A pending Senate resolution aimed to denounce the Yanukovych government for what was widely seen as politically motivated retribution: the imprisonment of former Prime Minister Yulia Tymoshenko. She had opposed Akhmetov’s privatization of a large Ukrainian power company.
Manafort and Gates sought to persuade senators to put a secret hold on that resolution. West Virginia Senator Joe Manchin (D) appears to have been among the targets.
Seeking to counter the influence of Ukrainian-Americans who supported the resolution, Gates wrote to an unknown person that “the United operations are very big in [redacted] and represent many jobs (I know not Ukrainian) but the investor is and he is making significant investments in the operations.”
Prosecutors denoted the United Coal email as part of a “completed” lobbying effort, but, whatever role United Coal ultimately played, the effort was unsuccessful.
In the end, Gates pleaded guilty to lying to the FBI and conspiracy to commit financial fraud. He testified as a witness against Manafort, who was convicted of eight counts of tax and bank fraud in 2018.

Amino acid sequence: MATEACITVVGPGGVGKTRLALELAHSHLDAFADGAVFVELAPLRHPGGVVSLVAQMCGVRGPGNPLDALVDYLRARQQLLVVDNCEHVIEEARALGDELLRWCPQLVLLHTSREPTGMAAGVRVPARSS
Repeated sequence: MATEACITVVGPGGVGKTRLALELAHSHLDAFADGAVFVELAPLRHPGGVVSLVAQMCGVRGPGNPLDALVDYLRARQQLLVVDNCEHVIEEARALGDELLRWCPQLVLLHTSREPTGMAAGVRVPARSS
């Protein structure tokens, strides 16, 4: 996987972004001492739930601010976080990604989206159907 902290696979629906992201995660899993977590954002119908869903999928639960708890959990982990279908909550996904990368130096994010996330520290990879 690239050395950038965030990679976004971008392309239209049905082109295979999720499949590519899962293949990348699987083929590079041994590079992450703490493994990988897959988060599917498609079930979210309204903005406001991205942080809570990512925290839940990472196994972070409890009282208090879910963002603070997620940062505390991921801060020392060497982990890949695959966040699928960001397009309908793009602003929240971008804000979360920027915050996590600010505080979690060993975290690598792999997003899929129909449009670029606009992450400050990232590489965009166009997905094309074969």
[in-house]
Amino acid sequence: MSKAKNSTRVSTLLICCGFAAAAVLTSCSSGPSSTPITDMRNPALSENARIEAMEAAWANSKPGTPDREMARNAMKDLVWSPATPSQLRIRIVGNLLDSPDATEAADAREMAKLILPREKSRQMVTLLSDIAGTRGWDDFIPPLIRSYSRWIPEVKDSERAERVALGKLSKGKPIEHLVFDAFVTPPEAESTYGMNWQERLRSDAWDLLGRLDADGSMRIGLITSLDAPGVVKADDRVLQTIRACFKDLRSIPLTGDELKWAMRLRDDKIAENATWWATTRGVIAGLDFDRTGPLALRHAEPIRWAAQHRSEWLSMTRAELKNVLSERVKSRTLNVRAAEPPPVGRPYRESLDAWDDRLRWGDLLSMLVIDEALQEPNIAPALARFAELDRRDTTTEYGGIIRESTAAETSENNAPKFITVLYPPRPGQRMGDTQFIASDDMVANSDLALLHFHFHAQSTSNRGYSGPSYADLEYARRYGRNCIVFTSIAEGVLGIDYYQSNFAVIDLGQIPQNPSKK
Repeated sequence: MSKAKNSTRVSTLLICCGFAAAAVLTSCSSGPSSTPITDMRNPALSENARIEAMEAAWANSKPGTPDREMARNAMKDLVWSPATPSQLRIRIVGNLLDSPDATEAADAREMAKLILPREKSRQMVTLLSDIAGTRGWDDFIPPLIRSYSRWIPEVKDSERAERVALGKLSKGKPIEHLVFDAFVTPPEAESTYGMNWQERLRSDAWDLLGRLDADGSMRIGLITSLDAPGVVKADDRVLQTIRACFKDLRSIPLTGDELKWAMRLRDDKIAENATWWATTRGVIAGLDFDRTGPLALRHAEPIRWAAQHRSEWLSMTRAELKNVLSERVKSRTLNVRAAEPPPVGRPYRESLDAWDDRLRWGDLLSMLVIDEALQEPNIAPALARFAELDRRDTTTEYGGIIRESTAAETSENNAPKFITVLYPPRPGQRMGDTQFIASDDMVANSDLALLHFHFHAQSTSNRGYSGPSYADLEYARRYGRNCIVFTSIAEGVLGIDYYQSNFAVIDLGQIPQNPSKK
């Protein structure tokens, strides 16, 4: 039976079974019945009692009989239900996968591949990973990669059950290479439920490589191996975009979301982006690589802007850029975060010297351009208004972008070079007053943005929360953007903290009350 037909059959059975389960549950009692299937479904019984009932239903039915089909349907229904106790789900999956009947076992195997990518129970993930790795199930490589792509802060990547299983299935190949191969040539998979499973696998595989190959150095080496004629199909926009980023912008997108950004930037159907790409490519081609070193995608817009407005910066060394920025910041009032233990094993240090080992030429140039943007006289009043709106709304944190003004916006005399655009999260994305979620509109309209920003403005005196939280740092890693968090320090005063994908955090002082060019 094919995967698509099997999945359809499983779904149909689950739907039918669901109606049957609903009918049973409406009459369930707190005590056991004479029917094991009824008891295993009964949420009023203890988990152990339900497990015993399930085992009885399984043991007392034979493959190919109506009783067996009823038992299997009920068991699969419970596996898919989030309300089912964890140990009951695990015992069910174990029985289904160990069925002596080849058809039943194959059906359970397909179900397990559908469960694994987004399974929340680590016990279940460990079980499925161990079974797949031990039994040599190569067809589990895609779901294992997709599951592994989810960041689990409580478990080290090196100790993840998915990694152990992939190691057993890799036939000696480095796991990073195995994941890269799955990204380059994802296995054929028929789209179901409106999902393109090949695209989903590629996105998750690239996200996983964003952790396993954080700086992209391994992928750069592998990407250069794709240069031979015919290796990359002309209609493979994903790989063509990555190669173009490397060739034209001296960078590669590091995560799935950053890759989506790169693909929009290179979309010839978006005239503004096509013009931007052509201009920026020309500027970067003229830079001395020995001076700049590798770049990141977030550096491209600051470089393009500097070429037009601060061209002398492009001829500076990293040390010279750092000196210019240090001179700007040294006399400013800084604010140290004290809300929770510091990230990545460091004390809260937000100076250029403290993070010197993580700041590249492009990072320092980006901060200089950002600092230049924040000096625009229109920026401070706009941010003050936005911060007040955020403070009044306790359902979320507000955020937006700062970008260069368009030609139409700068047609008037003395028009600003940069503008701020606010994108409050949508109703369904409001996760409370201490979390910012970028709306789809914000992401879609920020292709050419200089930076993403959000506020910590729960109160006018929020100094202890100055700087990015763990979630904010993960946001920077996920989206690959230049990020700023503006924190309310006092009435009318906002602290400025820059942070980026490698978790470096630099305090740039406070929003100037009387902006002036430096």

United Coal’s parent company told POGO that United Coal’s “management is not aware of any contacts with Paul Manafort. UCC does not and has not played a part in any attempt to influence the US government or US politicians.” Manchin’s office did not respond to a query.
“This Deadly Circle”
Companies owned by two other Ukrainian oligarchs also obtained Paycheck Protection Program loans, but, unlike Akhmetov’s operations, the Justice Department has accused those entities of being “shell companies.”